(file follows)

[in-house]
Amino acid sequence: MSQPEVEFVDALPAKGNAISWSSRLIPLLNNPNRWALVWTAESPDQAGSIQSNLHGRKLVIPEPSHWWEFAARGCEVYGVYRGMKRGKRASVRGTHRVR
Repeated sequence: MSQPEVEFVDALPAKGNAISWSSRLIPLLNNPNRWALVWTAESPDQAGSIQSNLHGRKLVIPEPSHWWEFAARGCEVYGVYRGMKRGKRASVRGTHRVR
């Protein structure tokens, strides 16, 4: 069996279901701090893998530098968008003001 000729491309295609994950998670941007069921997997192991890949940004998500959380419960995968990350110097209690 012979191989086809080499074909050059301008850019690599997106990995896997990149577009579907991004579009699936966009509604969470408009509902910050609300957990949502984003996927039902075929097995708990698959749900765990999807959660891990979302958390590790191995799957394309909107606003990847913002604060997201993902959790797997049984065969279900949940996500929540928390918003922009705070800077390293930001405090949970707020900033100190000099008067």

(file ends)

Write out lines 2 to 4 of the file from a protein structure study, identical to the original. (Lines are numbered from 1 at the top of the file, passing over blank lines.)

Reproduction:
Amino acid sequence: MSQPEVEFVDALPAKGNAISWSSRLIPLLNNPNRWALVWTAESPDQAGSIQSNLHGRKLVIPEPSHWWEFAARGCEVYGVYRGMKRGKRASVRGTHRVR
Repeated sequence: MSQPEVEFVDALPAKGNAISWSSRLIPLLNNPNRWALVWTAESPDQAGSIQSNLHGRKLVIPEPSHWWEFAARGCEVYGVYRGMKRGKRASVRGTHRVR
């Protein structure tokens, strides 16, 4: 069996279901701090893998530098968008003001 000729491309295609994950998670941007069921997997192991890949940004998500959380419960995968990350110097209690 012979191989086809080499074909050059301008850019690599997106990995896997990149577009579907991004579009699936966009509604969470408009509902910050609300957990949502984003996927039902075929097995708990698959749900765990999807959660891990979302958390590790191995799957394309909107606003990847913002604060997201993902959790797997049984065969279900949940996500929540928390918003922009705070800077390293930001405090949970707020900033100190000099008067």